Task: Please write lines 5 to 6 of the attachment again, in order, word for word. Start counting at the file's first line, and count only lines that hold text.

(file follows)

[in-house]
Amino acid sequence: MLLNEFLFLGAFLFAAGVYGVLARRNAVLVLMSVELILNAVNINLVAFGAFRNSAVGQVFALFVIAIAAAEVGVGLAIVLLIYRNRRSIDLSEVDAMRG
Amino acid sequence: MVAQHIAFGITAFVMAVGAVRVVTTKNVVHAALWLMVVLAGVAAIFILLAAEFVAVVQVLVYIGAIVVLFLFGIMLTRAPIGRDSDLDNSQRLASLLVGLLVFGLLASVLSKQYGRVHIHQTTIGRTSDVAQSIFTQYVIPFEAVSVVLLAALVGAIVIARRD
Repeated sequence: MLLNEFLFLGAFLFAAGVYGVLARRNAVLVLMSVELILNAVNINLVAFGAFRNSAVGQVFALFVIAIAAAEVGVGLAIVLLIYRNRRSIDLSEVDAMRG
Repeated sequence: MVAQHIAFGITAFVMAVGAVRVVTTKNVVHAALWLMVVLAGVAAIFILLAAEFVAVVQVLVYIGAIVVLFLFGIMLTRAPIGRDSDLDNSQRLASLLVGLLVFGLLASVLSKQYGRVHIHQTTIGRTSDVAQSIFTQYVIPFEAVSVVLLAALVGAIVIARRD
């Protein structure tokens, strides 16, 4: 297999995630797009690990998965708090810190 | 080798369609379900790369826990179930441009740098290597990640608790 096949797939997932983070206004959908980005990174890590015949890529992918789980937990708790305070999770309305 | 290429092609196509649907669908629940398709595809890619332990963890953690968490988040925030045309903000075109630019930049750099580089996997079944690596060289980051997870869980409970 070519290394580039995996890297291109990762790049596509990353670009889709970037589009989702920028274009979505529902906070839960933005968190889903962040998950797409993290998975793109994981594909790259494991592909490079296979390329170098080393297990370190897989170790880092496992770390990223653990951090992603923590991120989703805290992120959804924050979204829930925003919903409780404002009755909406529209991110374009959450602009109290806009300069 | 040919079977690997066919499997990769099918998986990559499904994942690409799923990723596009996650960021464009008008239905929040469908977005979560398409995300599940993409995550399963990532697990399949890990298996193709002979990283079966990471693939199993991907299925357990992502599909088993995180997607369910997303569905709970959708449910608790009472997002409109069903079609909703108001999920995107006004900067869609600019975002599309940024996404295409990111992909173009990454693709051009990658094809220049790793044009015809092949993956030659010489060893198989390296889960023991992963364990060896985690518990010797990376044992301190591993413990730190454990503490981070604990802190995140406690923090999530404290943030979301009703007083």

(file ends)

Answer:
Repeated sequence: MVAQHIAFGITAFVMAVGAVRVVTTKNVVHAALWLMVVLAGVAAIFILLAAEFVAVVQVLVYIGAIVVLFLFGIMLTRAPIGRDSDLDNSQRLASLLVGLLVFGLLASVLSKQYGRVHIHQTTIGRTSDVAQSIFTQYVIPFEAVSVVLLAALVGAIVIARRD
């Protein structure tokens, strides 16, 4: 297999995630797009690990998965708090810190 | 080798369609379900790369826990179930441009740098290597990640608790 096949797939997932983070206004959908980005990174890590015949890529992918789980937990708790305070999770309305 | 290429092609196509649907669908629940398709595809890619332990963890953690968490988040925030045309903000075109630019930049750099580089996997079944690596060289980051997870869980409970 070519290394580039995996890297291109990762790049596509990353670009889709970037589009989702920028274009979505529902906070839960933005968190889903962040998950797409993290998975793109994981594909790259494991592909490079296979390329170098080393297990370190897989170790880092496992770390990223653990951090992603923590991120989703805290992120959804924050979204829930925003919903409780404002009755909406529209991110374009959450602009109290806009300069 | 040919079977690997066919499997990769099918998986990559499904994942690409799923990723596009996650960021464009008008239905929040469908977005979560398409995300599940993409995550399963990532697990399949890990298996193709002979990283079966990471693939199993991907299925357990992502599909088993995180997607369910997303569905709970959708449910608790009472997002409109069903079609909703108001999920995107006004900067869609600019975002599309940024996404295409990111992909173009990454693709051009990658094809220049790793044009015809092949993956030659010489060893198989390296889960023991992963364990060896985690518990010797990376044992301190591993413990730190454990503490981070604990802190995140406690923090999530404290943030979301009703007083």